Meanwhile a computer animated fight between the boxer formerly known as “The Italian Stallion” and the present undefeated heavyweight champion of the world, Mason “The Line” Dixon (real life, former light heavyweight champ, Antonio Tarver) becomes the focus of a televised ESPN debate, getting everyone curious as to what the real life outcome of matching two athletes from two different eras would be. Dixon hasn’t fought a worthy opponent in a while and as a result has lost fans, support, and marquee value. Rocky misses his wife and boxing and needs to get out of retirement to prove to himself that he isn’t a has-been and still has the fire, no matter what blows life has thrown at him.

With Adrian gone (but seen in flashbacks) female inspiration comes from someone that Rocky had a run in with years ago (in the first Rocky) when she was a cocky little kid. Little Marie (Geraldine Hughes), now all grown up and a single mother of a mulatto teenager, Steps (James Francis Kelly III), forms a bond with Rocky who takes both of them under his wing as their mentor and protector. Marie accepts his offer to work as a hostess at his restaurant and Rocky acts as a much-needed father figure to her son. The relationship is purely platonic, so forget a May December romance. It doesn’t happen.

It takes an hour into the movie before Rocky begins his training regiment, a sequence that was skimmed over way too quickly. Prior to the fight, promoted at a Mandalay Bay press event as “skill vs. will”, most of the film is spent with preachy dialogue about the world being a tough place that will bring you to your knees if you let it, but you have to move forward fighting the fighters fight, being the best you can be, “doing what you gotta do no matter how it looks to other people”, and so on and so forth. And yes, the night before the fight Rocky gets a final pep talk from Marie who tells him to prove to everybody “the last thing to age is the heart”. Ok, already. We get the message. So after all the sappy talk, the slow pace finally picks up with the inevitable “exhibition fight”.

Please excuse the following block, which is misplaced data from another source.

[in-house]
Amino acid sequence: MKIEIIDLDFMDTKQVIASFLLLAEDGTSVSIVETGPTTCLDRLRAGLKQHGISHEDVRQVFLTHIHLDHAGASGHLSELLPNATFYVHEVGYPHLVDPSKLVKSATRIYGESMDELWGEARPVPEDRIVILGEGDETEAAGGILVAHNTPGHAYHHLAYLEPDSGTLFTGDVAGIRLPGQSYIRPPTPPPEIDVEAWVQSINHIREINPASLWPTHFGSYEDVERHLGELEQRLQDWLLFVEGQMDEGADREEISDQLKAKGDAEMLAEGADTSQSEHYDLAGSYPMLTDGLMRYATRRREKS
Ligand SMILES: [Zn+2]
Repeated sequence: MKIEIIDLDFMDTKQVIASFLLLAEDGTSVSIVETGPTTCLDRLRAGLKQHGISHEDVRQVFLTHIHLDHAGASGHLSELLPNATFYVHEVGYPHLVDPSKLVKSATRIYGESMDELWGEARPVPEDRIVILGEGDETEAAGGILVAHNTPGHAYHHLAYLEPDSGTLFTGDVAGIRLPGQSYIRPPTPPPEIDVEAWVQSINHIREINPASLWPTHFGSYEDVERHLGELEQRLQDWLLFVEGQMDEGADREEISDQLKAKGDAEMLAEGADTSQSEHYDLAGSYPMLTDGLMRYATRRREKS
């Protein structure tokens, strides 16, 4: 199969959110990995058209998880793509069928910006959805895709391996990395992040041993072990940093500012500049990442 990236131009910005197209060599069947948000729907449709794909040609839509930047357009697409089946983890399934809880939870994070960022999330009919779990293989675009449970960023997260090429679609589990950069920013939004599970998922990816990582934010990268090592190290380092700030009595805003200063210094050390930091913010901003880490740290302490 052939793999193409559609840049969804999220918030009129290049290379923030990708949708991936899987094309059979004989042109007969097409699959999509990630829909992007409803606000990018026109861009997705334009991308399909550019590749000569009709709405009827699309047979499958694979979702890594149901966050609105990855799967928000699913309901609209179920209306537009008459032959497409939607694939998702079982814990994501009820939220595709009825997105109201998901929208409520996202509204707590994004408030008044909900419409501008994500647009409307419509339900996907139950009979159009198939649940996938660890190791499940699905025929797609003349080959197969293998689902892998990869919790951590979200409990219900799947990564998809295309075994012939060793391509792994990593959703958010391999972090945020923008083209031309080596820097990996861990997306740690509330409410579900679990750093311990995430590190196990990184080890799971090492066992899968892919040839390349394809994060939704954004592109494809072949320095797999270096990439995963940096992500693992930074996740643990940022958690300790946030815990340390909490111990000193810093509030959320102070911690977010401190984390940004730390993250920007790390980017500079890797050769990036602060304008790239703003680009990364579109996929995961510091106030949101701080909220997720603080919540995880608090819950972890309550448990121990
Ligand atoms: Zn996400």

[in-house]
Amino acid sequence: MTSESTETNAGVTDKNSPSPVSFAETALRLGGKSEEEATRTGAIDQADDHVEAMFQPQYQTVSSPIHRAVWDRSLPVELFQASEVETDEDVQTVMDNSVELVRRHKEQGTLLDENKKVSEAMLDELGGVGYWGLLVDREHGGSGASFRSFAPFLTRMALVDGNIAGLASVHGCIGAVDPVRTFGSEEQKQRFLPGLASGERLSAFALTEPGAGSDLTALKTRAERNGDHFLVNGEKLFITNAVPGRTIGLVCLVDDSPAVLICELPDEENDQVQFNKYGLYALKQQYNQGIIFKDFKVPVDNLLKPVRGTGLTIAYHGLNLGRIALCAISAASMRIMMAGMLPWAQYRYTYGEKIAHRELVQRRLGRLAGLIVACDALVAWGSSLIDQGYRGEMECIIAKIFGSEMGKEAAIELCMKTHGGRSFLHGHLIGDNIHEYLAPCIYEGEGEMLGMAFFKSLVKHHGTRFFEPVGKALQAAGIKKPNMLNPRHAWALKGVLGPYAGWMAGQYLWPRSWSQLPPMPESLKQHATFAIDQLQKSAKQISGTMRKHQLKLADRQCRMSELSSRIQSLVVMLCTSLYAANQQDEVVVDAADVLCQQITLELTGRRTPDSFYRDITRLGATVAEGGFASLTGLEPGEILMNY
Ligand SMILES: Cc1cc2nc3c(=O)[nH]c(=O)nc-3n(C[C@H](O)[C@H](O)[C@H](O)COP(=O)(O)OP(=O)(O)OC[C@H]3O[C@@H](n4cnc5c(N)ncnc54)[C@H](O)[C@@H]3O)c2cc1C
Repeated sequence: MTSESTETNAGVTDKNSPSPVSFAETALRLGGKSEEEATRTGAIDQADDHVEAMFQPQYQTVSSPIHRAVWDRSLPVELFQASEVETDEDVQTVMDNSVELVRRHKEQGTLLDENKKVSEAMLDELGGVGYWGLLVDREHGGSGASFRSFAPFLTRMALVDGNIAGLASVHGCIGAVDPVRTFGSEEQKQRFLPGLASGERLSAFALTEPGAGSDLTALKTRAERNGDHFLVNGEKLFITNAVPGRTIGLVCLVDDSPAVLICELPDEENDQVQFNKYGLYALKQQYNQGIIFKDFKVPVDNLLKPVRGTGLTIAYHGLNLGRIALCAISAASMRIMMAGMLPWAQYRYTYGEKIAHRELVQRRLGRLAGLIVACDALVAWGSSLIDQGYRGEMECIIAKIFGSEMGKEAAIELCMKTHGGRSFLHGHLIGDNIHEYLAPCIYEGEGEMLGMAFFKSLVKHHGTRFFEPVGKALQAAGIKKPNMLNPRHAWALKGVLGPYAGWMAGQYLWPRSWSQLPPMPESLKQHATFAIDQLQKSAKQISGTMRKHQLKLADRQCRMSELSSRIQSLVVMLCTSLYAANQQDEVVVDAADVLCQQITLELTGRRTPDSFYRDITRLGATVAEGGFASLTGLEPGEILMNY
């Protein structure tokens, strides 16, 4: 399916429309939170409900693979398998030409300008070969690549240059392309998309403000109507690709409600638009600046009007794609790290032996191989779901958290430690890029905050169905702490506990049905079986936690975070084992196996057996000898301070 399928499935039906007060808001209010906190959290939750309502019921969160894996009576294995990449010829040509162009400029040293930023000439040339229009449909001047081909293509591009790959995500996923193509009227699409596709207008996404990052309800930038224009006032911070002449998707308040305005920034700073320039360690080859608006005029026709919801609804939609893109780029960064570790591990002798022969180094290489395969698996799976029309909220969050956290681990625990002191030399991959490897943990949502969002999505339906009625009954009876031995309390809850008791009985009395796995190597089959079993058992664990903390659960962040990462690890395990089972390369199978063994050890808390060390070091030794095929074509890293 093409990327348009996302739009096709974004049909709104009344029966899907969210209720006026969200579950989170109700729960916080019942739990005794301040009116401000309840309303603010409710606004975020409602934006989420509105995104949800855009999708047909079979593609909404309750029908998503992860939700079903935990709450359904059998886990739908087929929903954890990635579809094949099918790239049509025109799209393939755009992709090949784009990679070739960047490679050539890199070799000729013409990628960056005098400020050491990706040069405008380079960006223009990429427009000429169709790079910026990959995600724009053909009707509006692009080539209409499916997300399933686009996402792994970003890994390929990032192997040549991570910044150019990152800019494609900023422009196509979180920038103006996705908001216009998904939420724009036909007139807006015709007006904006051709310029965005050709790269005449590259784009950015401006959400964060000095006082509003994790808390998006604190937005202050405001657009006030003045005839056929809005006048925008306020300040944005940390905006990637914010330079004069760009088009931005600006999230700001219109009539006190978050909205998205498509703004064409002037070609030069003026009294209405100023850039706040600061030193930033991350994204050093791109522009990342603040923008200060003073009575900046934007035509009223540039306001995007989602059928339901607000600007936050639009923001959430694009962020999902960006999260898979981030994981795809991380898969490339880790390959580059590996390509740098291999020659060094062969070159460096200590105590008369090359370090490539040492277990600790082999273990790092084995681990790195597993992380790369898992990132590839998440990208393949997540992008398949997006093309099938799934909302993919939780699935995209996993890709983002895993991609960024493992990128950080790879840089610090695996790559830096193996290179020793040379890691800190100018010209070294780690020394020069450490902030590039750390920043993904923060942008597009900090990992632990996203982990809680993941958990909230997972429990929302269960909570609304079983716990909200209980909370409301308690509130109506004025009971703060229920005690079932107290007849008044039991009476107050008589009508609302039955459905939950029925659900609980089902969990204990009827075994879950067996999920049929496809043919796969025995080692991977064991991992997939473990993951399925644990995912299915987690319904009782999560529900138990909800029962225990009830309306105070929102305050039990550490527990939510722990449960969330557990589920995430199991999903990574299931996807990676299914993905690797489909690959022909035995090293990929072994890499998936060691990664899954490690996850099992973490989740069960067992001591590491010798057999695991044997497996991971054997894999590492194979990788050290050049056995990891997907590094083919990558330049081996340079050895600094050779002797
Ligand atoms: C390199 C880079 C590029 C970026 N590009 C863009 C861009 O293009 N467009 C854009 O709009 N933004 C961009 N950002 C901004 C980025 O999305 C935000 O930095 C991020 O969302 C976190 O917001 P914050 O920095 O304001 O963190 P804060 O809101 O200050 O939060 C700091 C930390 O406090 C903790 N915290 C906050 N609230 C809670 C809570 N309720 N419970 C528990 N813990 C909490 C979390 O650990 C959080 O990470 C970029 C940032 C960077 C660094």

You can call it Rocky Redux since the story goes back to his origins; the streets of Philadelphia but with some of the best elements from his past missing. That isn’t to say Stallone doesn’t stay faithful to his character by keeping the heart and soul of the lovable fighter intact. But, is that enough to keep us interested? Rocky’s beloved Adrian, his devoted, yet hard as nails coach (Burgess Meredith, missed now, more than ever) and lengthy exciting, training sessions are missing as well as a formidable, mean opponent who can’t wait to kick his ass. So other than coming up with another way to get Rocky into the ring to close the series, the story is rather bland and unoriginal. However, it did make me feel nostalgic and sentimental and want to watch the movie that started it all, once again.

What it comes down to is this. I won’t go so far as to dismiss the film and say it is bad, when mediocre is more applicable. All in all, Rocky Balboa proves he still has the passion and a strong right hook, but the film doesn’t pack enough punch, or the power of the first to knock my socks off.